The aim of the course, as stated in the brief from the RSN is;

“To produce an embroidery which demonstrates technical competence in basic Goldwork. Your own design will be worked on cotton velvet or silk dupion, using the threads provided and including the techniques specified in the brief.” ✓ Tick

The techniques that must be included in the piece are;

-An area of brick stitched Japanese thread over felt padding. ✓ Tick
-An area with a combination of couched threads over felt padding. ✓ Tick
-Some Pearl Purl outlines ✓ Tick
-An area of solid chip work, over felt padding inside a Pearl Purl outline ✓ Tick
-Smooth Purl cutwork over soft string padding. (Bright Check cutwork
can also be used, but cutwork must include Smooth purl.) ✓ Tick

The assessors will be looking at the following criterion and marking each student’s work according to their degree of success in achieving each of the criterion.

Cleanliness and Overall Appearance

Paint lines are not visible
Fabric is clean with no wax marks

Couching Stitches

Good tension throughout stitches; evenly spaced
Sharp turns; Rows do not overlap
Evenly stretched pearl purl with no stitches visible
Neat plunging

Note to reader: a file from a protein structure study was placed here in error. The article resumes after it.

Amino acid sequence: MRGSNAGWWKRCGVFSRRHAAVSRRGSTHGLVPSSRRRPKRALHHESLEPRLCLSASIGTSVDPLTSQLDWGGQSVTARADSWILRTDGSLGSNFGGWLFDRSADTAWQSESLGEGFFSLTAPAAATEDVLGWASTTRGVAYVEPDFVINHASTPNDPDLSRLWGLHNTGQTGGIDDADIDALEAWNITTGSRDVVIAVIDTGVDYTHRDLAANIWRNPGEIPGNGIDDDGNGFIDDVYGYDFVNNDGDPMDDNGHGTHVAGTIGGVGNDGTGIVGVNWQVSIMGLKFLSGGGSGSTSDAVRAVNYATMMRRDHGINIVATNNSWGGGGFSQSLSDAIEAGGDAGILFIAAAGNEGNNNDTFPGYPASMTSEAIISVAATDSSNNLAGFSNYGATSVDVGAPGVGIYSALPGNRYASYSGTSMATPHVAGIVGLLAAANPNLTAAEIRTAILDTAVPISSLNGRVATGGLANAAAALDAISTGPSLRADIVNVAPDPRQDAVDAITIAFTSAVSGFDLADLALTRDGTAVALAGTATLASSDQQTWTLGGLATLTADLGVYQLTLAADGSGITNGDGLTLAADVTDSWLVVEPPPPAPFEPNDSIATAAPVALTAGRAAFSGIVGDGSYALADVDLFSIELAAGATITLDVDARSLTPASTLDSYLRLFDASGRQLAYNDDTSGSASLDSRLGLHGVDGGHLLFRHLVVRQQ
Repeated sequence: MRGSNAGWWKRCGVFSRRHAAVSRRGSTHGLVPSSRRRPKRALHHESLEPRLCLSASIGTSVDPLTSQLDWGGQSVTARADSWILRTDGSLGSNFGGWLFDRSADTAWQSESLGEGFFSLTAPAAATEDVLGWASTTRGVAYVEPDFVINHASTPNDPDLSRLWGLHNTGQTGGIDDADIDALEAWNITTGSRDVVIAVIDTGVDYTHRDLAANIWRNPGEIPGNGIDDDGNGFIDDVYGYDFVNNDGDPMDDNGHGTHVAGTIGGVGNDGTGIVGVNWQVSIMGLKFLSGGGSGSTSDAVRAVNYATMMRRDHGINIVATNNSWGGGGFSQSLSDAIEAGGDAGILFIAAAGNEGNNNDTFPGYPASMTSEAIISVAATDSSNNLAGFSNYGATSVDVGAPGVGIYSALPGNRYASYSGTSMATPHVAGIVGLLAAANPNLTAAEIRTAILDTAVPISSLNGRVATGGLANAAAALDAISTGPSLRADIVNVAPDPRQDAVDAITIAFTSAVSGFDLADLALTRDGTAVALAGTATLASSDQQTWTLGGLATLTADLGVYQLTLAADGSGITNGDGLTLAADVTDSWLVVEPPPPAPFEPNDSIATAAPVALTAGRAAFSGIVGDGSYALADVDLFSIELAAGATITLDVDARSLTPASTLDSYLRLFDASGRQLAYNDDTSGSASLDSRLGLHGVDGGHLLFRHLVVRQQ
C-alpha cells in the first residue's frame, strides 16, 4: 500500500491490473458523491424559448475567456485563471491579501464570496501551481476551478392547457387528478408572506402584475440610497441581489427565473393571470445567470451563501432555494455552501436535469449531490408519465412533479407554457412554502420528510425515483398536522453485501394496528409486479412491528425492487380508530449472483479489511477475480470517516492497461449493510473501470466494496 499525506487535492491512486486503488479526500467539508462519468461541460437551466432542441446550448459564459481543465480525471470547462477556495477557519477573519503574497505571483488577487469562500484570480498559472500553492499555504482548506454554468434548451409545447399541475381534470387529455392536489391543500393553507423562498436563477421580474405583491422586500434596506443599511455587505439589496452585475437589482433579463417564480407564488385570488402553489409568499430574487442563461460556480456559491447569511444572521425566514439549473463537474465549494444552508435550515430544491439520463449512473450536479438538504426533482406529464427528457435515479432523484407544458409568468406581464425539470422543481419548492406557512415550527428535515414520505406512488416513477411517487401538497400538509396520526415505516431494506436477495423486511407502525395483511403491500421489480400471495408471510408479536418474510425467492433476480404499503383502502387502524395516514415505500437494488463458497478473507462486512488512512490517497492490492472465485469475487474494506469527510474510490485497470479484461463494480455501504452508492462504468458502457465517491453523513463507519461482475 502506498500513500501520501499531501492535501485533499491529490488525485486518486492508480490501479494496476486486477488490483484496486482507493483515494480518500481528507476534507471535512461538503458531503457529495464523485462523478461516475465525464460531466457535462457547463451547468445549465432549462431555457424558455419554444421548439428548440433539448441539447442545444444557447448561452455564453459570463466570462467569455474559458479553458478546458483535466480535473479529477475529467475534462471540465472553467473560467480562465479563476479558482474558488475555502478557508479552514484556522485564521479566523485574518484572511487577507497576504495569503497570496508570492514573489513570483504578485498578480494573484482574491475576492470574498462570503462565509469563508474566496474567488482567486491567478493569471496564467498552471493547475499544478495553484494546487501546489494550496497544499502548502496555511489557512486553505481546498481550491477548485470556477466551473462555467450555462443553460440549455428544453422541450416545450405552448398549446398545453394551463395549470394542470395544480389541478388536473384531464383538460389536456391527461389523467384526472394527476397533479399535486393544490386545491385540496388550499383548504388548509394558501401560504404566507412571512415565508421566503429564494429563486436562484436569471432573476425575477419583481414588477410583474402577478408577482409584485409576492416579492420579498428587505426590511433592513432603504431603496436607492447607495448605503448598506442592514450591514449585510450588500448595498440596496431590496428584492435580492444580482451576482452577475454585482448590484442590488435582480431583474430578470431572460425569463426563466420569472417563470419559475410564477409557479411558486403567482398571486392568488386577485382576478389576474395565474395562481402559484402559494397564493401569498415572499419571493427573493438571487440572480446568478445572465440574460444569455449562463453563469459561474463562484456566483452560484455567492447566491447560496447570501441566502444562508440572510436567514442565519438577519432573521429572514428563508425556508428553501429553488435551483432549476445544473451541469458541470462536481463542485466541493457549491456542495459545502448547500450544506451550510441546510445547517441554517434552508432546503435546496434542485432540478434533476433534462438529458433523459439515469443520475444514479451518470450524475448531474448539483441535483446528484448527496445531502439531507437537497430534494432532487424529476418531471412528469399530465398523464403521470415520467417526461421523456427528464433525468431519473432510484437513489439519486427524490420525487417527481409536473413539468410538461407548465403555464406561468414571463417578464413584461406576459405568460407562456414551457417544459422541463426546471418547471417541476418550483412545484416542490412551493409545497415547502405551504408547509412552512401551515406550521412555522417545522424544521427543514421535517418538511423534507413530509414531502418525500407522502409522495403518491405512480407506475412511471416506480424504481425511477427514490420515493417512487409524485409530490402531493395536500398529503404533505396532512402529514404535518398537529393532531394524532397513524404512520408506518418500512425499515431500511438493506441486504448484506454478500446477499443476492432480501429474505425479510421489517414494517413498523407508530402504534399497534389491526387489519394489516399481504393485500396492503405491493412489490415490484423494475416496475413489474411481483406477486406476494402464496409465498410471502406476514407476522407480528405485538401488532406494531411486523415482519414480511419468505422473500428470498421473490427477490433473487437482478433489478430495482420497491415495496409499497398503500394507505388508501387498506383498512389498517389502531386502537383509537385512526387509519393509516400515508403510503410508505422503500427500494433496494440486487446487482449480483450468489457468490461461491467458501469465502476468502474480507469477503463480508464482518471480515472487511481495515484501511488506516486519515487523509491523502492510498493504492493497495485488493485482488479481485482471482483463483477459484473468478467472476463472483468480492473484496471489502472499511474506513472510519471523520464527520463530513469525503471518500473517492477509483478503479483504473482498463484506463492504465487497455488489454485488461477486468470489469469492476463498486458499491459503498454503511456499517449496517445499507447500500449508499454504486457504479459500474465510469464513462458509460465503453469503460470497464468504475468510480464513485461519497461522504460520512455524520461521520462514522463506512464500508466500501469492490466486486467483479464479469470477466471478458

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RSN Goldwork Day 8: Mounting

The metal thread is now all finished. The Bishop’s Crosier glitters in the sunlight and I am so pleased with the result.

There is, however, one more thing to do: mounting. Last year I had a terrible time with the mounting of my crewel work piece. By the time I was done with the stitching I had only a half day in which to mount the piece. In the end, I took it back to the home where I was staying to finish off the last few stitches. I was rushed and, when the assessors looked at the finish work, they could see I was rushed.

This year I had more time and a little experience so I was able to approach the mounting process in a good frame of mind.

For step by step instructions on how to attach the calico to the board, please look at this post from last years RSN course. After gluing the calico to the board, we placed batting or wadding between the goldwork piece and the calico, cutting it just a tiny bit smaller that the board. The goldwork piece was then attached using straight pins pushed into the edge of the board all the way around. To keep the tension even, I began with one pin in the center of each of the four sides and stretched the silk quite firmly as I added more pins. I had to stretch and re-pin a couple of times to get all the bubbles out. Now it was time to use the medium sized curved needle to attach the silk to the calico on the back. Using a herringbone stitch that was very large, I stitched the silk onto the calico.

Throughout the next part of the process I used a bubble wrap frame to keep the goldwork safe from being flattened. It made the job 100% easier than it would have been with out the bubble wrap frame!